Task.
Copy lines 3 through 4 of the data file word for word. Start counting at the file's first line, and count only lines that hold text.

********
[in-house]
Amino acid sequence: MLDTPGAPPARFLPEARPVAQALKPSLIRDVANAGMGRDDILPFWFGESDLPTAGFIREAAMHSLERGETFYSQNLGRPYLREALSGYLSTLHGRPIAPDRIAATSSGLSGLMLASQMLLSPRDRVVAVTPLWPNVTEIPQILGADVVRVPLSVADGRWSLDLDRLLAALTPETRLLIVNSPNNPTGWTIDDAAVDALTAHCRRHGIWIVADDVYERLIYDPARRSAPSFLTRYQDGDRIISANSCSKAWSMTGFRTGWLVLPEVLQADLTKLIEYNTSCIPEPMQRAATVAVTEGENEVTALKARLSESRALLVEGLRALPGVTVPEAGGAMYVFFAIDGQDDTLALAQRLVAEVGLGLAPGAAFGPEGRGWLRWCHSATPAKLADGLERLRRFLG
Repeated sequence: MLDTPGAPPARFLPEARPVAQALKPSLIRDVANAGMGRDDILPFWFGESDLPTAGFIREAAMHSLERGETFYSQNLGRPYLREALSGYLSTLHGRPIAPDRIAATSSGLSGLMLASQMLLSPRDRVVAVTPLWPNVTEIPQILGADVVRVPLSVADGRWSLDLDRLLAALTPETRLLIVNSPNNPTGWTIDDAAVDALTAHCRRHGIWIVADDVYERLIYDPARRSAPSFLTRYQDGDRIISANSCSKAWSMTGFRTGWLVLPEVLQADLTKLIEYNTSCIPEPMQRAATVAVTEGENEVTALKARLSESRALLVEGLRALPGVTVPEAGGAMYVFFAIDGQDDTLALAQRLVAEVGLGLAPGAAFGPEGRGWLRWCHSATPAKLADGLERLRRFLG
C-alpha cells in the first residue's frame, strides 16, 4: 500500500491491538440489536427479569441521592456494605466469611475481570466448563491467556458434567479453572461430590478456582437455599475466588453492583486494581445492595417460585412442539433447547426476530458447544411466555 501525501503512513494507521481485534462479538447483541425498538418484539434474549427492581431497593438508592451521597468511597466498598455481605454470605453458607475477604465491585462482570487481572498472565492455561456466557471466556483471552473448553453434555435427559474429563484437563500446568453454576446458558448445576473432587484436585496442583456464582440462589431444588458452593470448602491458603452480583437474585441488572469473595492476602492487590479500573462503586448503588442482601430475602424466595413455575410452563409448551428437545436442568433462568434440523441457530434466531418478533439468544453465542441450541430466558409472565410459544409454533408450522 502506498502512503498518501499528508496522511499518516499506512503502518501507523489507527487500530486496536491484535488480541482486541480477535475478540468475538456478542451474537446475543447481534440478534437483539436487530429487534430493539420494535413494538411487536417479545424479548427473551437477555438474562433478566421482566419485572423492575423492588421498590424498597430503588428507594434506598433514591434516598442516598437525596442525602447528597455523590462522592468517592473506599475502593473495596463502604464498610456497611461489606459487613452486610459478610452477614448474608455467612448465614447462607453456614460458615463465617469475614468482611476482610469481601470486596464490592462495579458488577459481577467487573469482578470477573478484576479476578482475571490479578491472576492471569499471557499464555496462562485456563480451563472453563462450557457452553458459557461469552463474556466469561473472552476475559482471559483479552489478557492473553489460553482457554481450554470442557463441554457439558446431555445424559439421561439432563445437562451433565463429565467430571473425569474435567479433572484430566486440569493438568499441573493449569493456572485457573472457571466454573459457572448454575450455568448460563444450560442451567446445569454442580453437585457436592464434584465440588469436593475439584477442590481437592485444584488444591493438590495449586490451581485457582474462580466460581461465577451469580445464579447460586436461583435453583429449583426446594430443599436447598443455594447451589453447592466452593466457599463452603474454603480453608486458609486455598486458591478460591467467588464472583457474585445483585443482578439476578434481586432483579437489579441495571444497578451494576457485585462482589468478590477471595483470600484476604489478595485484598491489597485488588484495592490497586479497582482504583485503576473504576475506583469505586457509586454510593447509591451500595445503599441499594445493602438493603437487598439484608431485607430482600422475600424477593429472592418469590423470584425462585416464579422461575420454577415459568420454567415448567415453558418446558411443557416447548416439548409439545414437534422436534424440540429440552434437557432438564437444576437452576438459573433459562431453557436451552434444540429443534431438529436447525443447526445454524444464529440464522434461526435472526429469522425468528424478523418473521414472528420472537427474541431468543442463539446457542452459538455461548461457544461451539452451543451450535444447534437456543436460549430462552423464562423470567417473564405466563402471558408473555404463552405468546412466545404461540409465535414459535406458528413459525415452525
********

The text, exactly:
Repeated sequence: MLDTPGAPPARFLPEARPVAQALKPSLIRDVANAGMGRDDILPFWFGESDLPTAGFIREAAMHSLERGETFYSQNLGRPYLREALSGYLSTLHGRPIAPDRIAATSSGLSGLMLASQMLLSPRDRVVAVTPLWPNVTEIPQILGADVVRVPLSVADGRWSLDLDRLLAALTPETRLLIVNSPNNPTGWTIDDAAVDALTAHCRRHGIWIVADDVYERLIYDPARRSAPSFLTRYQDGDRIISANSCSKAWSMTGFRTGWLVLPEVLQADLTKLIEYNTSCIPEPMQRAATVAVTEGENEVTALKARLSESRALLVEGLRALPGVTVPEAGGAMYVFFAIDGQDDTLALAQRLVAEVGLGLAPGAAFGPEGRGWLRWCHSATPAKLADGLERLRRFLG
C-alpha cells in the first residue's frame, strides 16, 4: 500500500491491538440489536427479569441521592456494605466469611475481570466448563491467556458434567479453572461430590478456582437455599475466588453492583486494581445492595417460585412442539433447547426476530458447544411466555 501525501503512513494507521481485534462479538447483541425498538418484539434474549427492581431497593438508592451521597468511597466498598455481605454470605453458607475477604465491585462482570487481572498472565492455561456466557471466556483471552473448553453434555435427559474429563484437563500446568453454576446458558448445576473432587484436585496442583456464582440462589431444588458452593470448602491458603452480583437474585441488572469473595492476602492487590479500573462503586448503588442482601430475602424466595413455575410452563409448551428437545436442568433462568434440523441457530434466531418478533439468544453465542441450541430466558409472565410459544409454533408450522 502506498502512503498518501499528508496522511499518516499506512503502518501507523489507527487500530486496536491484535488480541482486541480477535475478540468475538456478542451474537446475543447481534440478534437483539436487530429487534430493539420494535413494538411487536417479545424479548427473551437477555438474562433478566421482566419485572423492575423492588421498590424498597430503588428507594434506598433514591434516598442516598437525596442525602447528597455523590462522592468517592473506599475502593473495596463502604464498610456497611461489606459487613452486610459478610452477614448474608455467612448465614447462607453456614460458615463465617469475614468482611476482610469481601470486596464490592462495579458488577459481577467487573469482578470477573478484576479476578482475571490479578491472576492471569499471557499464555496462562485456563480451563472453563462450557457452553458459557461469552463474556466469561473472552476475559482471559483479552489478557492473553489460553482457554481450554470442557463441554457439558446431555445424559439421561439432563445437562451433565463429565467430571473425569474435567479433572484430566486440569493438568499441573493449569493456572485457573472457571466454573459457572448454575450455568448460563444450560442451567446445569454442580453437585457436592464434584465440588469436593475439584477442590481437592485444584488444591493438590495449586490451581485457582474462580466460581461465577451469580445464579447460586436461583435453583429449583426446594430443599436447598443455594447451589453447592466452593466457599463452603474454603480453608486458609486455598486458591478460591467467588464472583457474585445483585443482578439476578434481586432483579437489579441495571444497578451494576457485585462482589468478590477471595483470600484476604489478595485484598491489597485488588484495592490497586479497582482504583485503576473504576475506583469505586457509586454510593447509591451500595445503599441499594445493602438493603437487598439484608431485607430482600422475600424477593429472592418469590423470584425462585416464579422461575420454577415459568420454567415448567415453558418446558411443557416447548416439548409439545414437534422436534424440540429440552434437557432438564437444576437452576438459573433459562431453557436451552434444540429443534431438529436447525443447526445454524444464529440464522434461526435472526429469522425468528424478523418473521414472528420472537427474541431468543442463539446457542452459538455461548461457544461451539452451543451450535444447534437456543436460549430462552423464562423470567417473564405466563402471558408473555404463552405468546412466545404461540409465535414459535406458528413459525415452525